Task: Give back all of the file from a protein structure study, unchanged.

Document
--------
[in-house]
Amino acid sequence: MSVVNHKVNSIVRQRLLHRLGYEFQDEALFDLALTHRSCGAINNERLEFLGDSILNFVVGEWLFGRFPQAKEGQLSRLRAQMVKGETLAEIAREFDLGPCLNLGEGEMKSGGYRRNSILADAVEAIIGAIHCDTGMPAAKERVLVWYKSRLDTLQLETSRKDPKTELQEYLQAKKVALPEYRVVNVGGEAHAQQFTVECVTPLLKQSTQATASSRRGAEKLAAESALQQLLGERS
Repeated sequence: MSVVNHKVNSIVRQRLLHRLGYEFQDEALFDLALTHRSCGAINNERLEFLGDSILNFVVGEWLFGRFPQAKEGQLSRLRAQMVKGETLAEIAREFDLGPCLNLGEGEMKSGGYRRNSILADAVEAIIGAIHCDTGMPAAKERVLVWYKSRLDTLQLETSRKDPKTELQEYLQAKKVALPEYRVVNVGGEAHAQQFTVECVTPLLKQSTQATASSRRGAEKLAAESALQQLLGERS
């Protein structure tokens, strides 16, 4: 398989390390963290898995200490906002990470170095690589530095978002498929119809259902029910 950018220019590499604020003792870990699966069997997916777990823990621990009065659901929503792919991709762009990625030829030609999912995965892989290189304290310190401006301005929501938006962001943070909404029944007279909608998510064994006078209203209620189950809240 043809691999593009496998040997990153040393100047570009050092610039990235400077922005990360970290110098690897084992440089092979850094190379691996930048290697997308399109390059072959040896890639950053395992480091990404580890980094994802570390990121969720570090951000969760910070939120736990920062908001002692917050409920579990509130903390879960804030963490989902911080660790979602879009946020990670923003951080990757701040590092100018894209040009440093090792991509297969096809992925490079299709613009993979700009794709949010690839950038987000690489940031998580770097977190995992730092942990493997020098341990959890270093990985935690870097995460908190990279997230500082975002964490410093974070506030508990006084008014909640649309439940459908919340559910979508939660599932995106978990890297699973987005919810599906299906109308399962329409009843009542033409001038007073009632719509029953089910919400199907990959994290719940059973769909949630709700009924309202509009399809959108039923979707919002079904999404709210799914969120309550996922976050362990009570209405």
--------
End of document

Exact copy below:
[in-house]
Amino acid sequence: MSVVNHKVNSIVRQRLLHRLGYEFQDEALFDLALTHRSCGAINNERLEFLGDSILNFVVGEWLFGRFPQAKEGQLSRLRAQMVKGETLAEIAREFDLGPCLNLGEGEMKSGGYRRNSILADAVEAIIGAIHCDTGMPAAKERVLVWYKSRLDTLQLETSRKDPKTELQEYLQAKKVALPEYRVVNVGGEAHAQQFTVECVTPLLKQSTQATASSRRGAEKLAAESALQQLLGERS
Repeated sequence: MSVVNHKVNSIVRQRLLHRLGYEFQDEALFDLALTHRSCGAINNERLEFLGDSILNFVVGEWLFGRFPQAKEGQLSRLRAQMVKGETLAEIAREFDLGPCLNLGEGEMKSGGYRRNSILADAVEAIIGAIHCDTGMPAAKERVLVWYKSRLDTLQLETSRKDPKTELQEYLQAKKVALPEYRVVNVGGEAHAQQFTVECVTPLLKQSTQATASSRRGAEKLAAESALQQLLGERS
């Protein structure tokens, strides 16, 4: 398989390390963290898995200490906002990470170095690589530095978002498929119809259902029910 950018220019590499604020003792870990699966069997997916777990823990621990009065659901929503792919991709762009990625030829030609999912995965892989290189304290310190401006301005929501938006962001943070909404029944007279909608998510064994006078209203209620189950809240 043809691999593009496998040997990153040393100047570009050092610039990235400077922005990360970290110098690897084992440089092979850094190379691996930048290697997308399109390059072959040896890639950053395992480091990404580890980094994802570390990121969720570090951000969760910070939120736990920062908001002692917050409920579990509130903390879960804030963490989902911080660790979602879009946020990670923003951080990757701040590092100018894209040009440093090792991509297969096809992925490079299709613009993979700009794709949010690839950038987000690489940031998580770097977190995992730092942990493997020098341990959890270093990985935690870097995460908190990279997230500082975002964490410093974070506030508990006084008014909640649309439940459908919340559910979508939660599932995106978990890297699973987005919810599906299906109308399962329409009843009542033409001038007073009632719509029953089910919400199907990959994290719940059973769909949630709700009924309202509009399809959108039923979707919002079904999404709210799914969120309550996922976050362990009570209405």